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Early buyers of Radeon RX 7900 XTX and RX 7900 XT suspect AMD of releasing unfinished video cards.

Published: 2022-12-17

Some of the Radeon RX 7900 series graphics cards from the first batch may have been produced based on the structurally unfinished Navi 31 GPUs. This is the assumption made by some enthusiasts among the early buyers of the Radeon RX 7900 XTX and RX 7900 XT.

AMD's Navi 31-based Radeon RX 7900 graphics cards with the new RDNA 3 architecture are positioned as competitors to NVIDIA's GeForce RTX 4080 graphics cards. The older model Radeon RX 7900 XTX in independent gaming tests really turned out to be faster than its competitor, but only by 4% on average. The difference is so small that some AMD fans are disappointed. Moreover, in ray-traced games, the new Radeons are still significantly behind NVIDIA solutions. Some enthusiasts believe that the first batch of Radeon RX 7900 XTX and RX 7900 XT graphics cards are based on GPUs with an early A0 core stepping.

A Twitter user with the alias Kepler_L2 found information in the Radeon driver code indicating that some Navi GPUs have software disabled shader preloading blocks.

This unpleasant feature is typical for three chips marked GFX1100, GFX1102 and GFX1103. The first is the older Navi 31, on the basis of which the Radeon RX 7900 XTX and RX 7900 XT are produced. The second and third are the yet unreleased Navi 33 and Navi 32, which will serve as the basis for the Radeon RX 7800, as well as other models of AMD's next generation desktop and mobile graphics accelerators.

In addition, users report a strange situation with fluctuations in the operating frequencies of the new Radeon video cards. For example, @uzzi38 noticed that the Radeon RX 7900 XTX GPU in games can run at frequencies from 2.4 GHz to 2.9 GHz without any changes in game settings.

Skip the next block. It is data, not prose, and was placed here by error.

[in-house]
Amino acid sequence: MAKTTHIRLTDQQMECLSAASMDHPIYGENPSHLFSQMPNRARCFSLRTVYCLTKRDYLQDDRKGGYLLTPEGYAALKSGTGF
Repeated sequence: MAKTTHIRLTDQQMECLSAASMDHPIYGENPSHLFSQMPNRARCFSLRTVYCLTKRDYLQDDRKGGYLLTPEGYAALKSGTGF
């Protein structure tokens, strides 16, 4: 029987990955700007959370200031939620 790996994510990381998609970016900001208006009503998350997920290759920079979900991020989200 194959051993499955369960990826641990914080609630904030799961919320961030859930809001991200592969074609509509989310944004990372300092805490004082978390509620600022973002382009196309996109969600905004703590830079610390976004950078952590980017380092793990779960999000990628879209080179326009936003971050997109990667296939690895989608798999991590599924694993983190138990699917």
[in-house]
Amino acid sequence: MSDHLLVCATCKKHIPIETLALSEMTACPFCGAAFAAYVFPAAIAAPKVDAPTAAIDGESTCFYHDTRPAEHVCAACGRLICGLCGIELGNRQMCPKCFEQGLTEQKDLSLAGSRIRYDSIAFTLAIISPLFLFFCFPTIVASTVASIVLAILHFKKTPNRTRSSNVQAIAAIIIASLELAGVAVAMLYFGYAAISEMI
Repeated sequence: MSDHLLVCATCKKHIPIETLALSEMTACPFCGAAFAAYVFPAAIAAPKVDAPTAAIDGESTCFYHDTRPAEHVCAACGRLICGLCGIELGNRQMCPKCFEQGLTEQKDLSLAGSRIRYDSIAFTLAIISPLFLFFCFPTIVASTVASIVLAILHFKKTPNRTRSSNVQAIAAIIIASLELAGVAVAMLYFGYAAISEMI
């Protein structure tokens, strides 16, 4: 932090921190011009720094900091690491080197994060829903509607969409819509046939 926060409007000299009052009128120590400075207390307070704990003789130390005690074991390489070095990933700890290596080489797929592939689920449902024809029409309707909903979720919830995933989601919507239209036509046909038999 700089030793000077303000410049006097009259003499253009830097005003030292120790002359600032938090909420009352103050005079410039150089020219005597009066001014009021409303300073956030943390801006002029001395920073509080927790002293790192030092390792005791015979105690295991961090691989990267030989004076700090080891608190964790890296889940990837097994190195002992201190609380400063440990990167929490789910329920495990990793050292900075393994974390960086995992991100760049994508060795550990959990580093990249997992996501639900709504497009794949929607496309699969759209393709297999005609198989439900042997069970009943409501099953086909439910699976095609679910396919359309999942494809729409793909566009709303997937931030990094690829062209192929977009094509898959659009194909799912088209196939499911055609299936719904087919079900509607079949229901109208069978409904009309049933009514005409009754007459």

And in the review of the video card by the TechPowerUp portal, it is indicated that the difference in frequencies can be even more significant. For example, in games, the chip worked at frequencies from 1934 to 2994 MHz, and in the same Furmark stress test, which in theory should squeeze all the juice out of the GPU, the GPU frequency turned out to be even lower - 1660 MHz.

Video blogger Nadalina shared a similar observation. She noted that in Call of Duty: Modern Warfare 2, the graphics chip of her ASUS Radeon RX 7900 XT TUF Gaming video card worked in the frequency range from 2.4 to 2.9 GHz with the same quality settings. Initially, the card selects high GPU frequencies, but after about an hour of play, it resets them to 2.4 GHz, which leads to a decrease in performance by about 20%. At the same time, after restarting the game, high FPS values \u200b\u200bare returned again. Nadalina's complaint drew the attention of the chief architect of gaming solutions and marketing AMD Frank Azor, who promised to look into the issue.

The difference in GPU frequencies under different loads is quite a common phenomenon. The frequency directly depends on the level of load and temperature of the GPU. But such a significant difference under similar loads looks very strange.

The previously mentioned TechPowerUp review also indicates that the Radeon RX 7900 XTX draws 103W of power in standby mode when using multiple monitors when the competition requires less than 50W. For example, the GeForce RTX 3090 Ti in such conditions needs only 42 watts, while the GeForce RTX 4080 and GeForce RTX 4090 need 23 and 27 watts, respectively.

High power consumption problems can be fixed with a new driver, which cannot be said about the early stepping of A0. Here, the only solution can only be the release of a graphics core on a new stepping, which is unlikely to please the first buyers of Radeon RX 7900 series video cards. According to reports, a disabled hardware shader preloader deprives previous generation Radeon video cards based on the RDNA 2 architecture about 5% of performance. How much its absence affects the performance of video cards based on the RDNA 3 architecture remains to be seen. Now we need to wait for official comments from AMD itself.